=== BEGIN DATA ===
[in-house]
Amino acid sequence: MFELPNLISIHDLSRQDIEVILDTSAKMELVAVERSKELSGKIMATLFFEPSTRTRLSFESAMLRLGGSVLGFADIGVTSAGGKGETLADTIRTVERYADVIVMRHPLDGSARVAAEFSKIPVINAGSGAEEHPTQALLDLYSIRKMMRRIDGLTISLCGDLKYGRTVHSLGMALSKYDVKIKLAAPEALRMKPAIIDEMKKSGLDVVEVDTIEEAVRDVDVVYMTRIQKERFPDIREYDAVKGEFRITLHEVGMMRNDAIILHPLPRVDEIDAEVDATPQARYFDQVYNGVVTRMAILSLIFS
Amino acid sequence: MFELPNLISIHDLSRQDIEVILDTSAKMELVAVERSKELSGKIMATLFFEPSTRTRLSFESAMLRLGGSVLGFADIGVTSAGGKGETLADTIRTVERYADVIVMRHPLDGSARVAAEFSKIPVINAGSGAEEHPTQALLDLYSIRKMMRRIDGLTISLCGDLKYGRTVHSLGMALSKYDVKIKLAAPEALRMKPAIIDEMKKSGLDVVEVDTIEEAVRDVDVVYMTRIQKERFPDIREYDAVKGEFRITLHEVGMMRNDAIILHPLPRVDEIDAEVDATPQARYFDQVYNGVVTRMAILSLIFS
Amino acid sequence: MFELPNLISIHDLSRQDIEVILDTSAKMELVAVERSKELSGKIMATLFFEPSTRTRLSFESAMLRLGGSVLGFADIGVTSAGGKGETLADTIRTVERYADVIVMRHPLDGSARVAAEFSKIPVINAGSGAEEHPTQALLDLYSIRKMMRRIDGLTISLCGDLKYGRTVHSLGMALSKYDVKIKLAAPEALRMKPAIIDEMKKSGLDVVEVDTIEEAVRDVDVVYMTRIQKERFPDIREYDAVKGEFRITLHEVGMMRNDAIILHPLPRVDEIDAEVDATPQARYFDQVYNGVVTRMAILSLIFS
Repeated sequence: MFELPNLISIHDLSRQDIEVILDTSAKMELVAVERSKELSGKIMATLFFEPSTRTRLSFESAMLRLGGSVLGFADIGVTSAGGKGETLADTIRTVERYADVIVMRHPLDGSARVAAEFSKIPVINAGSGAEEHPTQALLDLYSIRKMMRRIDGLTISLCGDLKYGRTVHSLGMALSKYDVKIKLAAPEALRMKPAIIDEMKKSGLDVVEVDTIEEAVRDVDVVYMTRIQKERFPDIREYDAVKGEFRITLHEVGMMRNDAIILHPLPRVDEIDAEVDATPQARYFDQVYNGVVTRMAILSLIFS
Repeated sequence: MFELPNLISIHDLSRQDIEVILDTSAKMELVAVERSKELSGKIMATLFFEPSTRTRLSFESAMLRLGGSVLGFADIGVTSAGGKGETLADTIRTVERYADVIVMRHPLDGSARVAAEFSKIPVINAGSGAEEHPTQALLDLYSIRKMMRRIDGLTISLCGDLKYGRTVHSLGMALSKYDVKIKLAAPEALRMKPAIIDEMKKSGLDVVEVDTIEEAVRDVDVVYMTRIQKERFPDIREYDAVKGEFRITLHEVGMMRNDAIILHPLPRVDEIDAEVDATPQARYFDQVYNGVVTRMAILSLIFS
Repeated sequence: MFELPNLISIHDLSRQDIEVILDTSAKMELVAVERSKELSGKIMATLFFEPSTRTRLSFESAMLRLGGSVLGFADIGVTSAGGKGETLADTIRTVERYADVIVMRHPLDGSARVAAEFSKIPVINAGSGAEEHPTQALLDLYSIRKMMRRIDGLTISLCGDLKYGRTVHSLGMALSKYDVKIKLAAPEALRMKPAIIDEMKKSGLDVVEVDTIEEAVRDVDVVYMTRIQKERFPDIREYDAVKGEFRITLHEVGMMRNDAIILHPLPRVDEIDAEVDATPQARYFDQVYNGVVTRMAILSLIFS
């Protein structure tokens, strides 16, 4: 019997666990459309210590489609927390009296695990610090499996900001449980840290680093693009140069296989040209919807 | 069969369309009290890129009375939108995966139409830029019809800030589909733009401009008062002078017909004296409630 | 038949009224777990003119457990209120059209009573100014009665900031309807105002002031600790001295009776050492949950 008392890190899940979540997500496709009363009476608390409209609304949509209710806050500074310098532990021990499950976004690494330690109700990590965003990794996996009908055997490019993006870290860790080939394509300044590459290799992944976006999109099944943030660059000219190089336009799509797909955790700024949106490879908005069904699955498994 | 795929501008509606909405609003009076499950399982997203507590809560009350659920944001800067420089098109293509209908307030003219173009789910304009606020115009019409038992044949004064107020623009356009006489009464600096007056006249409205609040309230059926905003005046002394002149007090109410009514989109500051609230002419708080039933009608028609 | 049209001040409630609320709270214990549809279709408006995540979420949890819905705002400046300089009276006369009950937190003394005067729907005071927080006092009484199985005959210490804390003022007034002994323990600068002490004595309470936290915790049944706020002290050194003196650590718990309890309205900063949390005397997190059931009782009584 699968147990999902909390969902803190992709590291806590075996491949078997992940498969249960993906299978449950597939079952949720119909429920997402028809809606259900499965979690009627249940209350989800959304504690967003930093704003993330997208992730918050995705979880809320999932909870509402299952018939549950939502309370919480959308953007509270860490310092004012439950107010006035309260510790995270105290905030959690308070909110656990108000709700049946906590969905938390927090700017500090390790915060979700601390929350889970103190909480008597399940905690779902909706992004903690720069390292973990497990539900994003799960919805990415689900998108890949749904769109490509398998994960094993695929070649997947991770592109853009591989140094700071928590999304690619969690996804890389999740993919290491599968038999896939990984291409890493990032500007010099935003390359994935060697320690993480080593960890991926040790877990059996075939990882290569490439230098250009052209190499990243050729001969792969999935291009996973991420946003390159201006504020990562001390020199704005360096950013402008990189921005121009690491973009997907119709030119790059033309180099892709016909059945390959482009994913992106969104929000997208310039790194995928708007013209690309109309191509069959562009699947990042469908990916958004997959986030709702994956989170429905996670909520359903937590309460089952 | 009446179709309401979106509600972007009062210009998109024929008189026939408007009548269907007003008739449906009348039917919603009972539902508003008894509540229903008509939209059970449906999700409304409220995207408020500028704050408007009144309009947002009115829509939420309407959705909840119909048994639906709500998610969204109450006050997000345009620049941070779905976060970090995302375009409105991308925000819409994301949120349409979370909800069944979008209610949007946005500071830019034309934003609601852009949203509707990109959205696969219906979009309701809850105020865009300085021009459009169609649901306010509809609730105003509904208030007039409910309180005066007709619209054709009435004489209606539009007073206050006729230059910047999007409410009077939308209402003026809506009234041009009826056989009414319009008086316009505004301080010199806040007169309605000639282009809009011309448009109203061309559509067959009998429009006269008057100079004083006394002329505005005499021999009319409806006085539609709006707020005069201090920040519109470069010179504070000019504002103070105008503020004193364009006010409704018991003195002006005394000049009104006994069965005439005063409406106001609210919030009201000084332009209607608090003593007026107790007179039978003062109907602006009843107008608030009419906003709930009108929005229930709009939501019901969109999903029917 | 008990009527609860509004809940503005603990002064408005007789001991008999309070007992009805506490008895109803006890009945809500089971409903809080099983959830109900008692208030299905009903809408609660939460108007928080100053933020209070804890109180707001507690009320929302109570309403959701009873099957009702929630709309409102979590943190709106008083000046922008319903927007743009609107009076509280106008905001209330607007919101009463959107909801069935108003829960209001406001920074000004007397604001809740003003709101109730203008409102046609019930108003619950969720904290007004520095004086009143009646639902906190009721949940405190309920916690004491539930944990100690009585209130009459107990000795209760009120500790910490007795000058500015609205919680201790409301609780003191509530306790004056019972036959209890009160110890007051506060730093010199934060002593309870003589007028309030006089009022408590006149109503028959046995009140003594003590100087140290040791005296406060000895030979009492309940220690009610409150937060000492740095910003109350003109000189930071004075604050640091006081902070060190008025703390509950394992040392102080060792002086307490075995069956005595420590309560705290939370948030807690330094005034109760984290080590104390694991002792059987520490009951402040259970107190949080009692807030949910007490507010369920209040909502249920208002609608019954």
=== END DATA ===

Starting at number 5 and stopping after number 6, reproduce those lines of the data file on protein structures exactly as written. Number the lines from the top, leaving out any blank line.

Repeated sequence: MFELPNLISIHDLSRQDIEVILDTSAKMELVAVERSKELSGKIMATLFFEPSTRTRLSFESAMLRLGGSVLGFADIGVTSAGGKGETLADTIRTVERYADVIVMRHPLDGSARVAAEFSKIPVINAGSGAEEHPTQALLDLYSIRKMMRRIDGLTISLCGDLKYGRTVHSLGMALSKYDVKIKLAAPEALRMKPAIIDEMKKSGLDVVEVDTIEEAVRDVDVVYMTRIQKERFPDIREYDAVKGEFRITLHEVGMMRNDAIILHPLPRVDEIDAEVDATPQARYFDQVYNGVVTRMAILSLIFS
Repeated sequence: MFELPNLISIHDLSRQDIEVILDTSAKMELVAVERSKELSGKIMATLFFEPSTRTRLSFESAMLRLGGSVLGFADIGVTSAGGKGETLADTIRTVERYADVIVMRHPLDGSARVAAEFSKIPVINAGSGAEEHPTQALLDLYSIRKMMRRIDGLTISLCGDLKYGRTVHSLGMALSKYDVKIKLAAPEALRMKPAIIDEMKKSGLDVVEVDTIEEAVRDVDVVYMTRIQKERFPDIREYDAVKGEFRITLHEVGMMRNDAIILHPLPRVDEIDAEVDATPQARYFDQVYNGVVTRMAILSLIFS